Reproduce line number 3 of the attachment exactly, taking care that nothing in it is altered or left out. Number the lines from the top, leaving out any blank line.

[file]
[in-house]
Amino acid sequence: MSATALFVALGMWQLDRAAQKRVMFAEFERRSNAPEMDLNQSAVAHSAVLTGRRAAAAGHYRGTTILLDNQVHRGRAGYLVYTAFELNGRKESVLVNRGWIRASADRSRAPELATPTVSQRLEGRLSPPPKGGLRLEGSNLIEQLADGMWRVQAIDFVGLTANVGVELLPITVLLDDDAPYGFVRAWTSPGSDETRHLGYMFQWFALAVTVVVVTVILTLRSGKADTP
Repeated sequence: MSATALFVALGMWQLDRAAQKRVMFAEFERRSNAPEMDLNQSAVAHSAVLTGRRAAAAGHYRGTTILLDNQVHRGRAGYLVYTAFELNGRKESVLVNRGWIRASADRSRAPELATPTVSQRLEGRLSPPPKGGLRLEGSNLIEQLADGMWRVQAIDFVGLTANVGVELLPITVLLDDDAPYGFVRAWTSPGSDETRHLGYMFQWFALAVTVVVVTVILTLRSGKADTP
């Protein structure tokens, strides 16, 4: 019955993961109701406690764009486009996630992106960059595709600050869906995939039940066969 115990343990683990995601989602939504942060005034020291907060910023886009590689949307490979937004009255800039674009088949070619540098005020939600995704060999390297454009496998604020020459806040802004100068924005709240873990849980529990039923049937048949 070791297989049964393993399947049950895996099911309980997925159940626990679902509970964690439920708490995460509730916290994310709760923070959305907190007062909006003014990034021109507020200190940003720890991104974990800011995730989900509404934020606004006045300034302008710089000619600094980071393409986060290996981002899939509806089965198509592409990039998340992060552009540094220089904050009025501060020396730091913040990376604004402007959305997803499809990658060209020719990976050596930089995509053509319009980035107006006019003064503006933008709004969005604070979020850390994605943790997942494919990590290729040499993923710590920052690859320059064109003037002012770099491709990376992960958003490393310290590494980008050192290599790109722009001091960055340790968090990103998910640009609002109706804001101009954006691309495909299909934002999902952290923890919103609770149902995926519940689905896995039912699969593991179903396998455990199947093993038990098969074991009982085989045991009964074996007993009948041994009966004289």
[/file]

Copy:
Repeated sequence: MSATALFVALGMWQLDRAAQKRVMFAEFERRSNAPEMDLNQSAVAHSAVLTGRRAAAAGHYRGTTILLDNQVHRGRAGYLVYTAFELNGRKESVLVNRGWIRASADRSRAPELATPTVSQRLEGRLSPPPKGGLRLEGSNLIEQLADGMWRVQAIDFVGLTANVGVELLPITVLLDDDAPYGFVRAWTSPGSDETRHLGYMFQWFALAVTVVVVTVILTLRSGKADTP